WASHINGTON: The struggle is to create room for the majority in the virtual space dominated by technology companies and governments, argued Nighat Dad, a Pakistani digital rights activist who participated in this week’s US democracy summit that Pakistan did not officially attend.
“It’s really important that … we focus on the experiences of marginalised groups — young women and girls, female journalists, women human rights defenders, activists — when we talk about democracy in the digital age,” said Ms Dad while speaking at a session, chaired by US Secretary of State Antony J. Blinken, on Advancing Democracy and Internet Freedom in a Digital Age.
Pakistan’s absence, although not felt at the summit, was discussed at a US State Department briefing on Thursday when a journalist asked the acting spokesperson, Vedant Patel, to comment on Islamabad’s decision to stay out. “Well, we’re certainly sorry that Pakistan chose not to participate. But it is a sovereign state, and it is one that can make decisions for itself,” Mr Patel added.
However, he made it clear that Islamabad’s absence from the summit would not affect bilateral relations. “This certainly does not change our willingness to continue to work with Pakistan,” he said, noting that the US and Pakistan work together on a broad range of issues.
State Dept spox says Islamabad’s absence won’t affect bilateral relations
“We continue to engage with them on issues surrounding democracy, human rights, including freedom of religion, belief, (and) there’s an important security partnership as well,” he said.
And this engagement was on display at the summit as well where Secretary Blinken showed much interest in Ms Dad’s presentation, noting that she was working to “make sure that women and girls, other marginalised communities are able to access technology and use it to thrive”.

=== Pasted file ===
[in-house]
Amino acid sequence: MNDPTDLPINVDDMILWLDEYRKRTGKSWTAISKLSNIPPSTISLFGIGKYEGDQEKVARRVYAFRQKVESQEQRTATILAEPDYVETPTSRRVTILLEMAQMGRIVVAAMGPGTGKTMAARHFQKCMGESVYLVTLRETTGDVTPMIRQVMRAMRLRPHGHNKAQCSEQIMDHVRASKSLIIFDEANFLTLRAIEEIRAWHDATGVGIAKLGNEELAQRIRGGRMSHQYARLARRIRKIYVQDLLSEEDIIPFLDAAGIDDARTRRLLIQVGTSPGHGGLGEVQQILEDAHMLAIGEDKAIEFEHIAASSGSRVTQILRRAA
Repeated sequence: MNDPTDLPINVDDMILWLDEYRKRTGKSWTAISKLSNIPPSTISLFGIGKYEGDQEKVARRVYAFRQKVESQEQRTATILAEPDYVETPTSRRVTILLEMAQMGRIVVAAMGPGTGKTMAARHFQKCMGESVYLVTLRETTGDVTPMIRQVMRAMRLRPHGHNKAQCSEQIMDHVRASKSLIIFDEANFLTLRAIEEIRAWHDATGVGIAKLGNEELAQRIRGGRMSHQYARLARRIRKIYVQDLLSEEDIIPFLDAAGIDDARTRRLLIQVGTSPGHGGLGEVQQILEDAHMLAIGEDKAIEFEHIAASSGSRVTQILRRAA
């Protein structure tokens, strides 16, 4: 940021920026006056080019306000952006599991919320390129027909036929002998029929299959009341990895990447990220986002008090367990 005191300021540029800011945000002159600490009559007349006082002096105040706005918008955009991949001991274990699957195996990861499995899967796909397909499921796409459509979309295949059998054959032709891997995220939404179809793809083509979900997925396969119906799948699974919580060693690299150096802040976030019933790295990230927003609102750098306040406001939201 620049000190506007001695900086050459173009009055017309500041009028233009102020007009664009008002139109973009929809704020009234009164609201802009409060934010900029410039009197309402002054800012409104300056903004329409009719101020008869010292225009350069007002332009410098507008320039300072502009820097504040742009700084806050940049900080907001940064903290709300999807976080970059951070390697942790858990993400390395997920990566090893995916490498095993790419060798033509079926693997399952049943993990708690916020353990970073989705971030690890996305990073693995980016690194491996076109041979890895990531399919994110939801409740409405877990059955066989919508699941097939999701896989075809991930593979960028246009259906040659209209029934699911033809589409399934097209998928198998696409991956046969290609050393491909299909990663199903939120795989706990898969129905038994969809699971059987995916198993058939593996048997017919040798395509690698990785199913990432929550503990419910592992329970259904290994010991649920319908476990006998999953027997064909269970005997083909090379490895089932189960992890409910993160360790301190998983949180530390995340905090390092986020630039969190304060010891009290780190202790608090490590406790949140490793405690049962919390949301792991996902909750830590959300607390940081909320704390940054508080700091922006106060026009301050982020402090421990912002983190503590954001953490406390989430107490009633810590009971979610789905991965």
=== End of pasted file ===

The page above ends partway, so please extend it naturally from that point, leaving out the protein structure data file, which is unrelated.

Ms Dad is executive director of Digital Rights Foundation (DRF), a women-led advocacy organisation focusing on information and communications technologies, digital governance, and cyber harassment. She is also a member of Meta’s Oversight Board, which makes decisions regarding content moderation on Facebook and Instagram.
Young women and girls’ “access to technologies and internet, can be a liberating (experience) but can also (expose them to) abuse and violence, not only online but offline as well,” she said.
Ms Dad also underlined the role of digital technologies and the internet “in both advancing democracies and undermining institutions integral to a free democratic space.”
She noted that two main stakeholders were dominating the virtual space: governments and tech companies and platforms. The governments, she said, were scrambling to acquire technologies and pass laws that would allow them to control the internet and dominate the pervasive narratives in these spaces.
The powerful platforms, she added, were focused on expanding their profit margins and on perpetuating their control over content and data. “We have seen that they are mostly unaccountable to governments and the users who should be the center of the conversation in these spaces,” Ms Dad said.
Highlighting her experience in Pakistan, she said: “The loss of control over the information we consume and who gets to speak has been troubling for governments with long histories of interrupted and weak democratic rule.”
“Even in countries where the rule of law is strong, they struggle to come up with really good regulations that respect the international human rights framework.”
She pointed out that civil society organisations across the world had come up with local solutions to the problems that users confront in space. “These local solutions need to be taken into account in the global conversations,” she added.
Published in Dawn, April 1st, 2023
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